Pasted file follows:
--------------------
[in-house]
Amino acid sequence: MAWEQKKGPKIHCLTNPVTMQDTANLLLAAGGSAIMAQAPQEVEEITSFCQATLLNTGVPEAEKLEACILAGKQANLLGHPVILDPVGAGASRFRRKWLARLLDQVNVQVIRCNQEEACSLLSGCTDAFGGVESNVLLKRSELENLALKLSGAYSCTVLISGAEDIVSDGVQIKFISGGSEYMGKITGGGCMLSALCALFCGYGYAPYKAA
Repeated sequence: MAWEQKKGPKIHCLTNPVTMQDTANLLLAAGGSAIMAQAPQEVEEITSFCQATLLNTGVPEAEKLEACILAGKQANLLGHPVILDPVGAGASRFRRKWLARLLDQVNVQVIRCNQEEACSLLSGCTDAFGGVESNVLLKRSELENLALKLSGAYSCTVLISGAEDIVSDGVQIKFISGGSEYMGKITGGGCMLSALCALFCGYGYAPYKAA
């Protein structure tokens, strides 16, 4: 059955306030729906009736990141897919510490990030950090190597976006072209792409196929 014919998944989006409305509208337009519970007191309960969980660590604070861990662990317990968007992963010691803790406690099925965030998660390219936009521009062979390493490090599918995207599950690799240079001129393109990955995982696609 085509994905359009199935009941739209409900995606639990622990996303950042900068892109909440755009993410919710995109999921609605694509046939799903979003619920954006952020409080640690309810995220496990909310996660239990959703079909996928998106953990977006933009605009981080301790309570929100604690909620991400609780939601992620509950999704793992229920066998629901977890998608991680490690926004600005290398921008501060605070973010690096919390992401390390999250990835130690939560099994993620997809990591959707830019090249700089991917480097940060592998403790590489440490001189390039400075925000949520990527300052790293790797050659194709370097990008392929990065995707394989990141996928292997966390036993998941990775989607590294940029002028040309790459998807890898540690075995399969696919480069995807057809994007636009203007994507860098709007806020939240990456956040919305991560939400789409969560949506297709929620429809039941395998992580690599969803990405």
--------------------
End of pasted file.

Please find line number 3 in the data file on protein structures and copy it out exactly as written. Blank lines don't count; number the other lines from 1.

Repeated sequence: MAWEQKKGPKIHCLTNPVTMQDTANLLLAAGGSAIMAQAPQEVEEITSFCQATLLNTGVPEAEKLEACILAGKQANLLGHPVILDPVGAGASRFRRKWLARLLDQVNVQVIRCNQEEACSLLSGCTDAFGGVESNVLLKRSELENLALKLSGAYSCTVLISGAEDIVSDGVQIKFISGGSEYMGKITGGGCMLSALCALFCGYGYAPYKAA